LEBANON, Maine - Several municipal EMS agencies in towns surrounding Lebanon, say they have grown weary of covering the town's weekend medical calls and will begin imposing an immediate $2,000 surcharge on all calls to Lebanon if they don't respond with their own ambulance.
Sanford Fire Chief Steve Benotti is leading the effort, he says, "to force (the town's) hand to do the right thing."
"This is a wake-up call to the leadership of the town," Benotti said on Monday. "They have to decide to fund it or not; they can't rely on a free service agreement."
Both Benotti and Acton Fire Chief Rick Smith say the gist of the problem is that Lebanon is not responding to weekend medical calls, often having no ambulance available.
Most of the surrounding towns have mutual aid agreements with Lebanon, but mutual aid only works when all towns are able to respond.
"Our taxpayers and those of surrounding towns are tired of supporting them with our money," Benotti said. "Mutual aid is mutual aid, but this is not mutual aid."
Benotti stressed that they have no such problem with Lebanon's fire coverage or with weekday medical calls.
So far Sanford, Acton, North Berwick and Milton, N.H., have signed off on the plan which is effective immediately, Benotti said.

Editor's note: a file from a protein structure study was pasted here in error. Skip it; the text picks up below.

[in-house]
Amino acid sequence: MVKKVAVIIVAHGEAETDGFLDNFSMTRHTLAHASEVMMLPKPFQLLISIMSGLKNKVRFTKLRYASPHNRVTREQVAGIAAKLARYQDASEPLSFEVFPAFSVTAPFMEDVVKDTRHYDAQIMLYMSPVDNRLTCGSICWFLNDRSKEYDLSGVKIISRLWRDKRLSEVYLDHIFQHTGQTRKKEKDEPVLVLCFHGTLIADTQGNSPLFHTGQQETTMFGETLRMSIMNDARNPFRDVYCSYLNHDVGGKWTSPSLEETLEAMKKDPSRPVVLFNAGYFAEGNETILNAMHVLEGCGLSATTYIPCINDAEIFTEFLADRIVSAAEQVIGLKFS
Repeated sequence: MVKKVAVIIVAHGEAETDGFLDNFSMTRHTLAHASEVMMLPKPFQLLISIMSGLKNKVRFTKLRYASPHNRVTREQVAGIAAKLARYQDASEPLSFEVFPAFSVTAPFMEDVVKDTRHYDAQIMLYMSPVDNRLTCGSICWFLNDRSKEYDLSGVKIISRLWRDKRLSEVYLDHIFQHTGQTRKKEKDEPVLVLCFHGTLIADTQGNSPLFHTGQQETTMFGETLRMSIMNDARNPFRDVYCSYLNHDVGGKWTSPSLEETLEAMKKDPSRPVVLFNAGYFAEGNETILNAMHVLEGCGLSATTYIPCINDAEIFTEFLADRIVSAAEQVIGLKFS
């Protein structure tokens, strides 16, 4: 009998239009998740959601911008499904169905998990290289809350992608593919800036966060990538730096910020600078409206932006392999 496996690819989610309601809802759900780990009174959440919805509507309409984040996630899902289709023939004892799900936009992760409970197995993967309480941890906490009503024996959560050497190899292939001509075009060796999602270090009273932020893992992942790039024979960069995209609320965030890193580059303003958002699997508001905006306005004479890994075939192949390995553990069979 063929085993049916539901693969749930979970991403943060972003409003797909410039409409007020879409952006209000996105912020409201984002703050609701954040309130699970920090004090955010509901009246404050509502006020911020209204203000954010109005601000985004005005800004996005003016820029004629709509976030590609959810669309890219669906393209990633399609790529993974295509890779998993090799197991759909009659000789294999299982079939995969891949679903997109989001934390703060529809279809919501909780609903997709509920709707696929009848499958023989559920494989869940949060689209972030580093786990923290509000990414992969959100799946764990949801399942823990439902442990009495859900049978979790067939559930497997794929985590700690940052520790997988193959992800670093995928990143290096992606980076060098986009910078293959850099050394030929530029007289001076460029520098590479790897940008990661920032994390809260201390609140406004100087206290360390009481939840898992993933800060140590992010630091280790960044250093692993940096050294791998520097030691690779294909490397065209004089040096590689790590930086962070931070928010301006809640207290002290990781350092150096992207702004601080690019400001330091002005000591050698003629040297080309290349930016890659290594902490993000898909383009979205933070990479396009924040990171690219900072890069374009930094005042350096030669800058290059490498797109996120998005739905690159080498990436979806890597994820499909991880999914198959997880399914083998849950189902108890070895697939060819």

He noted that for every weekend call that Lebanon does not provide an ambulance response the town will be immediately billed $2,000, which must be paid within 30 days.
Benotti stressed that if the charge is not paid in time, all mutual aid will cease immediately.
Even if they are paid on time, all mutual aid will cease on Sept. 1 if Lebanon has still not begun to cover its own weekend medical calls, Benotti added.
Meanwhile, Frisbie Memorial Hospital's director of Emergency Medical Services stopped short of indicating whether he would join the group threatening the $2,000 surcharge or not.
Today, a statement from Gary Brock simply said: "From time to time a community may, for multiple reasons, experience an issue covering public safety services. Frisbie Memorial Hospital's EMS has in the past and will continue to assist in various ways with recruitment or training."
The only other town that borders Lebanon is Berwick, which provides its ambulance coverage through a private company that does not provide mutual aid to Lebanon, Smith said.
Benotti said he has spoken to Lebanon Fire and EMS Chief Kirk Flynn multiple times, but doesn't blame the new chief who was hired just last year for the problems the department is facing.
"Kirk is trying to resurrect Lebanon Fire-Rescue, but he's lacking resources," said Benotti, who added that Lebanon Selectmen Chair Chuck Russell, "understands our situation."
The Rochester Voice confirmed today that the town of Lebanon received Benotti's letter on Monday.
Flynn was not immediately available for comment.
This story will be updated.